1. Father testified that when he first began staying in Newton he joined the Lifetime Fitness gym and worked with a trainer twice per week. He sometimes attended a yoga class on another day of the week. At the end of May he put a freeze on his gym account because of financial hardship and no longer goes to the gym. He has attended church in Newton, but is not a member of Newton parish. He is a member of a parish in Connecticut and he attends church about half of the time that he is in Connecticut. Student attends church in Connecticut with her parents when they go. As of June 24, 2019, Father maintained a Facebook page. The page listed his residence as Milford, Connecticut. Similarly, Father testified that he has ridden in the PanMass challenge in the past and would be doing so this year. The Milford Mirror, a local newspaper published in Milford, Connecticut wrote an article, entitled “Milford Man to Ride in Pan-Mass Challenge” in July 2018, noting his participation in the race. Father testified that the same article would “probably” be printed in the Milford Mirror this year. (Father)
  1. Student’s therapy dog lives at the family’s Connecticut home because therapy dogs are not allowed at the Chamberlain School. (Father)


Pursuant to M.G.L. c. 71B, § 3, every city, town and school district is responsible for providing the special education program of any child with a disability “residing therein.” The Supreme Judicial Court has determined that it is the residence of the student that determines the responsible entity. See Walker v. Franklin, 416 Mass 291 (1993). In the Walker case, the court specifically rejected the district’s suggestion that the students at issue “resid[ed]” in the municipalities in which their residential special education schools were located. The court stated that “A municipality is not relieved of its responsibility for a special needs student because that student participates in a special education program in a residential setting elsewhere. As long as the child’s parent lives in the municipality that evaluated and referred the child to the residential school for a special education program, the child’s residence or domicile remains unchanged.” Id. As noted in Boston v. Board of Educ., 392 Mass. 788, 792-293 (1984), A person’s domicile is usually the place where he has his home. [Restatement (Second) of Conflict of Laws § 11 comment a (1971).] ‘Home is the place where a person dwells and which is the center of his domestic, social and civil life,” Id. at § 12.” Dane v. Registrars of Voters of Concord, 374 Mass. 152, 161-162 (1978). Hershkoff v. Registrars of Voters of Worcester, 366 Mass. 570, 576 (1974)   A person can have only one domicile, Dane v. Registrars of Voters of Concord, supra at 161. The domicile, or residence, of a minor child generally is the same as the domicile of the parent who has physical custody of the child. Gil v. Servizio, 375 Mass. 186, 189 (1978)  See Teel v. Hamilton-Wenham Regional Sch. Dist., 13 Mass.App.Ct. 345, 348-349 (1982) To establish domicile, a person must live in a particular location, with the intention to remain, and to abandon his/her prior domicile. Hershkoff v. Registrars of Voters of Worcester, supra at 570. (1974)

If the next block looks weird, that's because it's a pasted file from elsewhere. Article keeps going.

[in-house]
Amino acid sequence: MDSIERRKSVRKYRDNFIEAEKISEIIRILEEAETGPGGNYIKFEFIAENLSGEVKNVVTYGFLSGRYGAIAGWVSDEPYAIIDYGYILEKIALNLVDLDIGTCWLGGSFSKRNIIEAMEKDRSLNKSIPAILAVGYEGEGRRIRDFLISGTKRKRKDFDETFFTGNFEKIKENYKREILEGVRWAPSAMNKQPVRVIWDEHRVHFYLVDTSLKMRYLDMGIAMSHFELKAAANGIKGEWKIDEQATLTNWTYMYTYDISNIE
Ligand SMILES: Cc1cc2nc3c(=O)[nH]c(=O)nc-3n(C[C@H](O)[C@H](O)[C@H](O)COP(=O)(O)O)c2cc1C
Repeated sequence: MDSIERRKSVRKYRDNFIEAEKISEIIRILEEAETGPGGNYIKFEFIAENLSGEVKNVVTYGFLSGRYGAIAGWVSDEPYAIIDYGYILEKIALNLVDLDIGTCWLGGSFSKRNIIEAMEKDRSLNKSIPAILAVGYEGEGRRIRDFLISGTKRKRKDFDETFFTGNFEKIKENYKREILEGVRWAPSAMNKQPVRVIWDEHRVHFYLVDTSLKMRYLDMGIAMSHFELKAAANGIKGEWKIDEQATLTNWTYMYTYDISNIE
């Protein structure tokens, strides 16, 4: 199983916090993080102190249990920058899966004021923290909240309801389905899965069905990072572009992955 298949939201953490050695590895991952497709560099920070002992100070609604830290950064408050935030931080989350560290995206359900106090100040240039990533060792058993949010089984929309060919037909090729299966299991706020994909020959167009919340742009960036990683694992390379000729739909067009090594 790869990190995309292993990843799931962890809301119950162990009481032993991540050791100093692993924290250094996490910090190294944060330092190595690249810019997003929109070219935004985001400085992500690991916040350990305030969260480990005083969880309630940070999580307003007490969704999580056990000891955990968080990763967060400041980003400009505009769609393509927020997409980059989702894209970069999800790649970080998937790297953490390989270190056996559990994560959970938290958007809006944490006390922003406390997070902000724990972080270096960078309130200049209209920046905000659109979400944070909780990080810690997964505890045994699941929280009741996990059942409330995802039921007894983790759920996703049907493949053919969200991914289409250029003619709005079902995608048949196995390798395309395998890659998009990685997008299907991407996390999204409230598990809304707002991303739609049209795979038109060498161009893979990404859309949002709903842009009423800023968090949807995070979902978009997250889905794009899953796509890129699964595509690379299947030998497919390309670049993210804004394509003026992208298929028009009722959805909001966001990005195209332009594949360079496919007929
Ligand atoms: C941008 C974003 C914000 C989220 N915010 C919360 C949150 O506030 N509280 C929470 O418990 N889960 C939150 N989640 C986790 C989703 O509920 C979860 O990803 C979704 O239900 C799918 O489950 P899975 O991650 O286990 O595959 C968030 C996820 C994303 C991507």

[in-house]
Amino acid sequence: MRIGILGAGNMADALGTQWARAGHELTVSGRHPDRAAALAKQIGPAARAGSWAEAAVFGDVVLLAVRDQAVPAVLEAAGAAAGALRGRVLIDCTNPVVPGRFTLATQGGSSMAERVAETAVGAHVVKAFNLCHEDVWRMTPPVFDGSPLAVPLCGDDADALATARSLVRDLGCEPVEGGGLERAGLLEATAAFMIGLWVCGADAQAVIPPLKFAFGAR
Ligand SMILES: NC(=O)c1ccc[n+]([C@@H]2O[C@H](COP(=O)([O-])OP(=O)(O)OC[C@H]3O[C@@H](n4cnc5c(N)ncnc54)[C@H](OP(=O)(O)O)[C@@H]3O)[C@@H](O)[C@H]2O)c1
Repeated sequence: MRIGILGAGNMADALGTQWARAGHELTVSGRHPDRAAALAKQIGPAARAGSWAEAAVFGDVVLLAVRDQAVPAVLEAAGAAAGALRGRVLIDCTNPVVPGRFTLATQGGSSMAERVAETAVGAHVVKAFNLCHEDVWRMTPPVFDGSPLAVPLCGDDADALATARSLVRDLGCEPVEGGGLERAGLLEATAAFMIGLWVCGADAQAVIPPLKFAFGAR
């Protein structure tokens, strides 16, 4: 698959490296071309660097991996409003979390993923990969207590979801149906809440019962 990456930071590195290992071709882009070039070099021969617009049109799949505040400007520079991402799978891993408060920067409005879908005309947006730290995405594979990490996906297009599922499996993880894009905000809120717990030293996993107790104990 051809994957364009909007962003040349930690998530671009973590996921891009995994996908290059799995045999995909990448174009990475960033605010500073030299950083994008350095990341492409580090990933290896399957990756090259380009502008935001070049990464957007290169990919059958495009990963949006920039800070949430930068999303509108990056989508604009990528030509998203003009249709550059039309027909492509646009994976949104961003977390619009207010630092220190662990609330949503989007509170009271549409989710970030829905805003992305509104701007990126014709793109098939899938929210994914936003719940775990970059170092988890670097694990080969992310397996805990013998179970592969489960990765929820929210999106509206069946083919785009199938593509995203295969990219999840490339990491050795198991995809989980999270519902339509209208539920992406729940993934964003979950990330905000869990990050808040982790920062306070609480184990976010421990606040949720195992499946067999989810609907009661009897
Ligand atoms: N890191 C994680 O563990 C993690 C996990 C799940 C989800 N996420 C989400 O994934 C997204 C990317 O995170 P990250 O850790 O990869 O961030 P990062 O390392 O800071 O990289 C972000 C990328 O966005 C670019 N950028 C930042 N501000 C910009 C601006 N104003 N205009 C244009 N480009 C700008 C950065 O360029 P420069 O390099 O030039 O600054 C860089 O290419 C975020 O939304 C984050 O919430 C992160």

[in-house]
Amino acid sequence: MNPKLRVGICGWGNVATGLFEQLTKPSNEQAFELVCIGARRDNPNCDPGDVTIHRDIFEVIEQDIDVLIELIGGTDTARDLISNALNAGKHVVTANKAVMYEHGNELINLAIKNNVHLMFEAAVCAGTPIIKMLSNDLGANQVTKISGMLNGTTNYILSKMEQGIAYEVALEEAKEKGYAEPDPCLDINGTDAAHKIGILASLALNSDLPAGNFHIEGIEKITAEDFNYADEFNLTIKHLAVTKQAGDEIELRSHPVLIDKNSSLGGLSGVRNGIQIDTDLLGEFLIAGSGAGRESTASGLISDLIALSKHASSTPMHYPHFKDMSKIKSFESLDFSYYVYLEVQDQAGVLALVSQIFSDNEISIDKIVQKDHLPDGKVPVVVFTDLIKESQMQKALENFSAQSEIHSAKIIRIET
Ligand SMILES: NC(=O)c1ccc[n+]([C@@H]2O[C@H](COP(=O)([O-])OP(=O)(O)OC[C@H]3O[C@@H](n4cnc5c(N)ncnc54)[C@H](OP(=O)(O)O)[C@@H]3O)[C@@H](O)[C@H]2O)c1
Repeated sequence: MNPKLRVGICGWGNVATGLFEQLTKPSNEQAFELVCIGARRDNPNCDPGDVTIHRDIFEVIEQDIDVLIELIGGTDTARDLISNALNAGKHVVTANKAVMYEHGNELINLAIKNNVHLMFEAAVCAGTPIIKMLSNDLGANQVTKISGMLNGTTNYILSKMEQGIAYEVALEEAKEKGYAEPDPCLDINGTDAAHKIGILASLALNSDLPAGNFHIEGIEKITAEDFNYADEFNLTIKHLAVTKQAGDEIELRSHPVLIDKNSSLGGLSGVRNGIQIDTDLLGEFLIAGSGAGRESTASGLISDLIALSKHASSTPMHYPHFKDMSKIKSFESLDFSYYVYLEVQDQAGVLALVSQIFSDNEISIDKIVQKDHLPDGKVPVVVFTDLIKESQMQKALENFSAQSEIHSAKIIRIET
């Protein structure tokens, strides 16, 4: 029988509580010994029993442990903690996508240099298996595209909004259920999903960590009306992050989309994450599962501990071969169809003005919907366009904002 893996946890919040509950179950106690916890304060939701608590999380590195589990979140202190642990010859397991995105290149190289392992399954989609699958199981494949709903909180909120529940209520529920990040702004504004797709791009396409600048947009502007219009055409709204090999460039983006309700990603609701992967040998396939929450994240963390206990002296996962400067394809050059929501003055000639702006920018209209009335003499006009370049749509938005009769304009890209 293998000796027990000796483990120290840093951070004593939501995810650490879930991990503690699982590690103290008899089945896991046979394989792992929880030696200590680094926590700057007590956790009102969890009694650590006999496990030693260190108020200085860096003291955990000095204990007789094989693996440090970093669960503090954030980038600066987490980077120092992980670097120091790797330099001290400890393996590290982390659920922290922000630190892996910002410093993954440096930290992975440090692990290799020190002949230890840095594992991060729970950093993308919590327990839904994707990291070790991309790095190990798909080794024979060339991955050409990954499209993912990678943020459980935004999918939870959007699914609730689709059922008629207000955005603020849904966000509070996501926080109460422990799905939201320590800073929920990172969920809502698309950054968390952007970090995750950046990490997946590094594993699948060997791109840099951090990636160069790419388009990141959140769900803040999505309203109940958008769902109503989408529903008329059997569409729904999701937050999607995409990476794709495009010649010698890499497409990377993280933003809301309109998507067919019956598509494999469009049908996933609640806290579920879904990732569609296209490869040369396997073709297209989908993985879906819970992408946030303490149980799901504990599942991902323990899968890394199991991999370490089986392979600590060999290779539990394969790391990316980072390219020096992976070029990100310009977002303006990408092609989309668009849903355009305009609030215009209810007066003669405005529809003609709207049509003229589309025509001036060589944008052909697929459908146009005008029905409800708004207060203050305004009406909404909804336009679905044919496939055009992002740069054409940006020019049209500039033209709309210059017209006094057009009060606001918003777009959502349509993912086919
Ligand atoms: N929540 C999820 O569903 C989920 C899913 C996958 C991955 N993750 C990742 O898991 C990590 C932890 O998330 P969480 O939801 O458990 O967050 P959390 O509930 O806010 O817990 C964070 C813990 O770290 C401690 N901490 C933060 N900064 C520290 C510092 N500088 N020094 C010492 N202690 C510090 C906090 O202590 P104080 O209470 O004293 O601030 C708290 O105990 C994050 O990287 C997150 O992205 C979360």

Parent argues that pursuant to 603 CMR 28.10(3) the residence of the parent(s) or legal guardian determines LEA responsibility. There are multiple reasons to reject his argument. First, the BSEA has previously addressed the issue of the incongruity between c. 71B § 3 and 603 CMR 28.10(3) in Marlborough Public Schools, BSEA #10-1450, 15 MSER 381 (2009). In that case, the Hearing Officer found that 603 CMR 28.10(3) conflicts with the holding in Walker and with M.G.L. c. 71B. The Hearing Officer stated, “To the extent that a reading of the Department’s residency regulations would suggest that assignments of responsibility for special education programming should be based on parental residence rather than student residence that reading must yield to both M.G.L. c. 71B and the Walker holding which direct that education is the responsibility of the town in which the student resides.” Marlborough Public Schools, BSEA #10-1450, 15 MSER 381 (2009).